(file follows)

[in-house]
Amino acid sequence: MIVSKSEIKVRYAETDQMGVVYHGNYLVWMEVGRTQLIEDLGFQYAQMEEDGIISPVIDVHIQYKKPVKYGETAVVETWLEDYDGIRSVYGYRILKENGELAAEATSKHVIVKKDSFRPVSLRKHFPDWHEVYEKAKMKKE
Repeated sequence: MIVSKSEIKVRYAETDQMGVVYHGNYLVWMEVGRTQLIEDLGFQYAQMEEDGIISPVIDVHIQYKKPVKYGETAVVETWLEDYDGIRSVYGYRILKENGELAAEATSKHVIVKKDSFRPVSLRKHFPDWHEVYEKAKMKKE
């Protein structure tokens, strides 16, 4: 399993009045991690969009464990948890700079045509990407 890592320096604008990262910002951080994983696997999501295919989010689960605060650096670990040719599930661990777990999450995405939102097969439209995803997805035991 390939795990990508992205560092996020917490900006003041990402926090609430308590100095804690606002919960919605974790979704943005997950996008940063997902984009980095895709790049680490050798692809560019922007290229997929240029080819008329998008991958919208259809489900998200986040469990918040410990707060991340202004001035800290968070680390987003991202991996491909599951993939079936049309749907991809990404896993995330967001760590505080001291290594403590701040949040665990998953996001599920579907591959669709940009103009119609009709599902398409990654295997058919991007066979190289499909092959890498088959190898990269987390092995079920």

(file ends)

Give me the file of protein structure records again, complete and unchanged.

[in-house]
Amino acid sequence: MIVSKSEIKVRYAETDQMGVVYHGNYLVWMEVGRTQLIEDLGFQYAQMEEDGIISPVIDVHIQYKKPVKYGETAVVETWLEDYDGIRSVYGYRILKENGELAAEATSKHVIVKKDSFRPVSLRKHFPDWHEVYEKAKMKKE
Repeated sequence: MIVSKSEIKVRYAETDQMGVVYHGNYLVWMEVGRTQLIEDLGFQYAQMEEDGIISPVIDVHIQYKKPVKYGETAVVETWLEDYDGIRSVYGYRILKENGELAAEATSKHVIVKKDSFRPVSLRKHFPDWHEVYEKAKMKKE
């Protein structure tokens, strides 16, 4: 399993009045991690969009464990948890700079045509990407 890592320096604008990262910002951080994983696997999501295919989010689960605060650096670990040719599930661990777990999450995405939102097969439209995803997805035991 390939795990990508992205560092996020917490900006003041990402926090609430308590100095804690606002919960919605974790979704943005997950996008940063997902984009980095895709790049680490050798692809560019922007290229997929240029080819008329998008991958919208259809489900998200986040469990918040410990707060991340202004001035800290968070680390987003991202991996491909599951993939079936049309749907991809990404896993995330967001760590505080001291290594403590701040949040665990998953996001599920579907591959669709940009103009119609009709599902398409990654295997058919991007066979190289499909092959890498088959190898990269987390092995079920």